Friday, April 25, 2014

Criticize Me! Creating a Healthy Culture of Rebuke

"If you treat a man as he ought to be and could be,
he will become what he ought to be and could be"
A parlor game for the Biblically inclined: Of all the verses in the Torah, which is the commandment people fulfill most often? I’d put my money on this one:
הוֹכֵחַ תּוֹכִיחַ אֶת עֲמִיתֶךָ,
וְלֹא תִשָּׂא עָלָיו חֵטְא
Criticize, yes, criticize your fellow,
And you shall not bear sin because of him!
(Leviticus 19)

The action has many names: admonishment or feedback, advice or chastisement. Each verb reflects a different style and approach in the conveying of the same basic information (“you did X and that was a mistake”). What word would you use to describe the last time you criticized someone? Rebuke seems to be a favorite of Bible translators, although the more neutral “reproof” comes the closest to the Hebrew original – tochecha תוכחה, from the Hebrew word להוכיחto prove; to make manifest.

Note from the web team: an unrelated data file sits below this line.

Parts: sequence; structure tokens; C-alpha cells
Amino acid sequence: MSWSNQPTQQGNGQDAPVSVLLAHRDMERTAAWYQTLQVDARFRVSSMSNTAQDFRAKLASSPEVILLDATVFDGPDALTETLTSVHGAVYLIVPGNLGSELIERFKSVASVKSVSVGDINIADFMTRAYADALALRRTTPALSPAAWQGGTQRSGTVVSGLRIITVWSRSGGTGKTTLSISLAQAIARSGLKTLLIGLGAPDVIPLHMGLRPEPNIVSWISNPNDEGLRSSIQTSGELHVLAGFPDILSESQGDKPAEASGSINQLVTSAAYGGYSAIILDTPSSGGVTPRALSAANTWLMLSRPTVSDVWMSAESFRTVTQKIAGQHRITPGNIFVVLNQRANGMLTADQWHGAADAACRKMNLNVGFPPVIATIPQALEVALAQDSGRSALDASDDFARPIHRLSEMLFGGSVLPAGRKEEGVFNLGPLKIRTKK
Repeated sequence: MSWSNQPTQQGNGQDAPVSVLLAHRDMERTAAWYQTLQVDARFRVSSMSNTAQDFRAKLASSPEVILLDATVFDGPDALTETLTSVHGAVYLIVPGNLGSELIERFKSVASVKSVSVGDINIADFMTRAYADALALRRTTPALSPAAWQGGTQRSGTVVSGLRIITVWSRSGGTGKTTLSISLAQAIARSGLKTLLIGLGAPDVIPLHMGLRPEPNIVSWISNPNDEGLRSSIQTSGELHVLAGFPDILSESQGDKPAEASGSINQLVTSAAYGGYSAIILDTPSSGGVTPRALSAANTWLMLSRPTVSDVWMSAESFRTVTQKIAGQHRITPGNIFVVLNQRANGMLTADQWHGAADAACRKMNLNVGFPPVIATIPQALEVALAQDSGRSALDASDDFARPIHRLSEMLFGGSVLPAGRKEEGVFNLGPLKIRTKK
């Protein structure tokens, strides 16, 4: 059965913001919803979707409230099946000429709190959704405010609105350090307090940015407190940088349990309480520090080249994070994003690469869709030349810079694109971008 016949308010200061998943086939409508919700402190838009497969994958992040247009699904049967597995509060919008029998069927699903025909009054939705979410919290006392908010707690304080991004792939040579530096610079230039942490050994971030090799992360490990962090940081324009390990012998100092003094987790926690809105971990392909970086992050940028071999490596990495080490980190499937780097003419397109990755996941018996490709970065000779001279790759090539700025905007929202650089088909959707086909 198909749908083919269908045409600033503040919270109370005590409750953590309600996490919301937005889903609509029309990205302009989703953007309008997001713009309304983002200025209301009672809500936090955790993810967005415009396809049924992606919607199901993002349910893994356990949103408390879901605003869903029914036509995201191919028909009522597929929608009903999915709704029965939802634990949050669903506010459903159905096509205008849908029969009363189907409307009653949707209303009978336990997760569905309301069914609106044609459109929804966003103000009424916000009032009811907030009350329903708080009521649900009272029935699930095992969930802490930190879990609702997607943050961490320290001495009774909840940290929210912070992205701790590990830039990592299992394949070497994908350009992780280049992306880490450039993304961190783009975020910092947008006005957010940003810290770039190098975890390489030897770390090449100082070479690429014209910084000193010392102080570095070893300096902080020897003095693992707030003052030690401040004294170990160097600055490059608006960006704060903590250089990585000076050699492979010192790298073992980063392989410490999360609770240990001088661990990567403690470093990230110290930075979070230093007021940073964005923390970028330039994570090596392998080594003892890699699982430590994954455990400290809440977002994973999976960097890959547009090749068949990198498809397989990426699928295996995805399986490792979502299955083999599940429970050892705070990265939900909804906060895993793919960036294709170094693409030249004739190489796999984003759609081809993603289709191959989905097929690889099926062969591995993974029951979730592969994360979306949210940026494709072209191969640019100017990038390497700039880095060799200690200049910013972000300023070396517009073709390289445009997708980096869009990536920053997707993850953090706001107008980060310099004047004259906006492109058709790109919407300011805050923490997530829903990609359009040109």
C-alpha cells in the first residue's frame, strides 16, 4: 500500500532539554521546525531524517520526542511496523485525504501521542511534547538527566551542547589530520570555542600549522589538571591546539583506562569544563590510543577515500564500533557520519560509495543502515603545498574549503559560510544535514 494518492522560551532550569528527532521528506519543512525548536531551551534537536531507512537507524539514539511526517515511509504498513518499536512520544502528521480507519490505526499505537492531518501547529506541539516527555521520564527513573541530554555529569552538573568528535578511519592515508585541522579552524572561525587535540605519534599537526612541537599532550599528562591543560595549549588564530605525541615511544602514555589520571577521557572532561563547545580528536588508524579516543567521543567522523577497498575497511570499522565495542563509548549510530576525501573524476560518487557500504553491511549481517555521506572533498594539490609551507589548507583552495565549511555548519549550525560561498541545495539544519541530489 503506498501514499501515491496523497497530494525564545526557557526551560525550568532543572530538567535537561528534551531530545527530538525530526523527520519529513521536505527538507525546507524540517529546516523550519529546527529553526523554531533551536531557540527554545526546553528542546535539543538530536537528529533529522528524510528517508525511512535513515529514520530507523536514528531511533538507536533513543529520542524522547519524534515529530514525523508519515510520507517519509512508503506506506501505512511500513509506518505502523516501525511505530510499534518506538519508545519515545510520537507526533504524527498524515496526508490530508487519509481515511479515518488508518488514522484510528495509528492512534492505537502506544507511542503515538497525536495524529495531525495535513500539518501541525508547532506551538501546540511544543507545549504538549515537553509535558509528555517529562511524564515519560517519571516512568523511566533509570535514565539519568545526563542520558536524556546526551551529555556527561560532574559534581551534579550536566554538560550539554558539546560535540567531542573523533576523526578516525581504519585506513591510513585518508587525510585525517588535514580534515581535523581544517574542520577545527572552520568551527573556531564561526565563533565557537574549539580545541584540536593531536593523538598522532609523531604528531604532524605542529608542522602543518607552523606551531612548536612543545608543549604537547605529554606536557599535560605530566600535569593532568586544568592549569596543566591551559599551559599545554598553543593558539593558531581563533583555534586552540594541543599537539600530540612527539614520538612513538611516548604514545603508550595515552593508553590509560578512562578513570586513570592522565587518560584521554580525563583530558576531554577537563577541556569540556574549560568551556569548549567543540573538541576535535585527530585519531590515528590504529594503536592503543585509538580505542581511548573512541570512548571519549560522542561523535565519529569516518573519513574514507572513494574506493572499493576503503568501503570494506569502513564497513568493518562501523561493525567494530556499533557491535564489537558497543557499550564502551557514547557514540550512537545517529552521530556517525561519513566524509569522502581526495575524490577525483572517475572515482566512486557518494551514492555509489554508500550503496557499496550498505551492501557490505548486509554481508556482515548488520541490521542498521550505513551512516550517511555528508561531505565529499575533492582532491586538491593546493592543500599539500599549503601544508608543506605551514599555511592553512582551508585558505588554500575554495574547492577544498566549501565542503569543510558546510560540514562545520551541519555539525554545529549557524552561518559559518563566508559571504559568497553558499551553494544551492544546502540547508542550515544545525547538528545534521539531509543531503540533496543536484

What is clearly manifest is that criticism is too often a self-detonating mechanism. It is experienced as an attack – thus inviting a defensive response, or a counter attack… There is no speech act more quotidian and yet more treacherous then the conveying of criticism.
And yet there is nothing more crucial to a healthy society - or relationship - then a healthy culture of criticism. Getting this commandment right is crucial at home as in the workplace, in the trenches of social action as between friends. To use the language of our weekly portion, Kedoshim - which begins with the call to “Be Holy!” and continues to command us to “Rebuke, yes Rebuke!” – the path to a Holy Society passes through the Temple of Rebuke. But our text seeks to create a society which aspires not only to Holiness but also to Love. Our chapter, Leviticus 19, includes not only “Be Holy” but also “Love your Neighbor as yourself” among its top-ten. Indeed, for the Rabbis, rebuke is the very cornerstone of a loving relationship: